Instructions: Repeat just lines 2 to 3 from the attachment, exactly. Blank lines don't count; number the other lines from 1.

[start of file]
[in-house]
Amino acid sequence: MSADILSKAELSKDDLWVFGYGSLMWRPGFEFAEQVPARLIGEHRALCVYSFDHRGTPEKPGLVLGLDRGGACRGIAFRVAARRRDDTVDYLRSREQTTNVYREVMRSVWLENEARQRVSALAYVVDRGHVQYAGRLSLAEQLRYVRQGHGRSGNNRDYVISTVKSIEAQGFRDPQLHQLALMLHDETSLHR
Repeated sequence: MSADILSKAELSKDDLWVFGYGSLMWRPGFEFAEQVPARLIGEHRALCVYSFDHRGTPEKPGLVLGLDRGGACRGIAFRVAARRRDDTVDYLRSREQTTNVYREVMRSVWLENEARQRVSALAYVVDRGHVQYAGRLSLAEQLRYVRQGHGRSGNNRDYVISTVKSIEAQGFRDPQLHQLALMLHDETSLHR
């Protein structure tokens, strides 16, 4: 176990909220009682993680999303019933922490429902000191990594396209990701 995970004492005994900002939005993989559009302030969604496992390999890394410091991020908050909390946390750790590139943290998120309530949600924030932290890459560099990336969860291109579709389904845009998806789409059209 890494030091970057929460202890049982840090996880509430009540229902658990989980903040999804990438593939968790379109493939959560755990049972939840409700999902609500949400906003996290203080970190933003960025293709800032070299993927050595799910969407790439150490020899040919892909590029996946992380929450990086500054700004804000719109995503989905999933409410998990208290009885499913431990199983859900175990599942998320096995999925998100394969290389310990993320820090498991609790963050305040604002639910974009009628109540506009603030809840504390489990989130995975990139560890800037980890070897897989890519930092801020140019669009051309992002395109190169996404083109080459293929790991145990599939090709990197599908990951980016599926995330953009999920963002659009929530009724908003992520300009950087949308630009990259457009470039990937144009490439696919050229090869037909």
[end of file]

Amino acid sequence: MSADILSKAELSKDDLWVFGYGSLMWRPGFEFAEQVPARLIGEHRALCVYSFDHRGTPEKPGLVLGLDRGGACRGIAFRVAARRRDDTVDYLRSREQTTNVYREVMRSVWLENEARQRVSALAYVVDRGHVQYAGRLSLAEQLRYVRQGHGRSGNNRDYVISTVKSIEAQGFRDPQLHQLALMLHDETSLHR
Repeated sequence: MSADILSKAELSKDDLWVFGYGSLMWRPGFEFAEQVPARLIGEHRALCVYSFDHRGTPEKPGLVLGLDRGGACRGIAFRVAARRRDDTVDYLRSREQTTNVYREVMRSVWLENEARQRVSALAYVVDRGHVQYAGRLSLAEQLRYVRQGHGRSGNNRDYVISTVKSIEAQGFRDPQLHQLALMLHDETSLHR